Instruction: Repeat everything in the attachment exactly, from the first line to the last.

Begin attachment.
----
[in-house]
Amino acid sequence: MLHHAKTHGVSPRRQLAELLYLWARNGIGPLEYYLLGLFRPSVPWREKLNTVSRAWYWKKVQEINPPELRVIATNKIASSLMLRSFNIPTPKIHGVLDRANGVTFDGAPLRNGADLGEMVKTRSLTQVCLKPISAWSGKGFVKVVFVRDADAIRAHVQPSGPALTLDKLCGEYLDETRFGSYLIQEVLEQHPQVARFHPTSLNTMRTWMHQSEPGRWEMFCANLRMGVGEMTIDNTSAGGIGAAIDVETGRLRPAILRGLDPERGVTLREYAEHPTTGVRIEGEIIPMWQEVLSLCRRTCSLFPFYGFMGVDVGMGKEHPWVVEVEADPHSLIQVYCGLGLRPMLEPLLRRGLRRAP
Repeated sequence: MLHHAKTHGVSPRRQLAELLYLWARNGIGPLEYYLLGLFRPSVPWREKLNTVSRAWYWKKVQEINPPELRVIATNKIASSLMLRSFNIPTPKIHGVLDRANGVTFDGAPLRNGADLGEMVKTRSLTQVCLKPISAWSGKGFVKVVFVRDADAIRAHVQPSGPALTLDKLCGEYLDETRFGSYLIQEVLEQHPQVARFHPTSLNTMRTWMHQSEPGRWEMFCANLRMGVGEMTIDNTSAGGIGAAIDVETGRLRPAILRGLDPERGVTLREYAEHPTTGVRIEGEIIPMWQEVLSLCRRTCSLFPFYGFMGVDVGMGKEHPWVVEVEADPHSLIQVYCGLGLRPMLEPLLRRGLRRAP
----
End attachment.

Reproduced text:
[in-house]
Amino acid sequence: MLHHAKTHGVSPRRQLAELLYLWARNGIGPLEYYLLGLFRPSVPWREKLNTVSRAWYWKKVQEINPPELRVIATNKIASSLMLRSFNIPTPKIHGVLDRANGVTFDGAPLRNGADLGEMVKTRSLTQVCLKPISAWSGKGFVKVVFVRDADAIRAHVQPSGPALTLDKLCGEYLDETRFGSYLIQEVLEQHPQVARFHPTSLNTMRTWMHQSEPGRWEMFCANLRMGVGEMTIDNTSAGGIGAAIDVETGRLRPAILRGLDPERGVTLREYAEHPTTGVRIEGEIIPMWQEVLSLCRRTCSLFPFYGFMGVDVGMGKEHPWVVEVEADPHSLIQVYCGLGLRPMLEPLLRRGLRRAP
Repeated sequence: MLHHAKTHGVSPRRQLAELLYLWARNGIGPLEYYLLGLFRPSVPWREKLNTVSRAWYWKKVQEINPPELRVIATNKIASSLMLRSFNIPTPKIHGVLDRANGVTFDGAPLRNGADLGEMVKTRSLTQVCLKPISAWSGKGFVKVVFVRDADAIRAHVQPSGPALTLDKLCGEYLDETRFGSYLIQEVLEQHPQVARFHPTSLNTMRTWMHQSEPGRWEMFCANLRMGVGEMTIDNTSAGGIGAAIDVETGRLRPAILRGLDPERGVTLREYAEHPTTGVRIEGEIIPMWQEVLSLCRRTCSLFPFYGFMGVDVGMGKEHPWVVEVEADPHSLIQVYCGLGLRPMLEPLLRRGLRRAP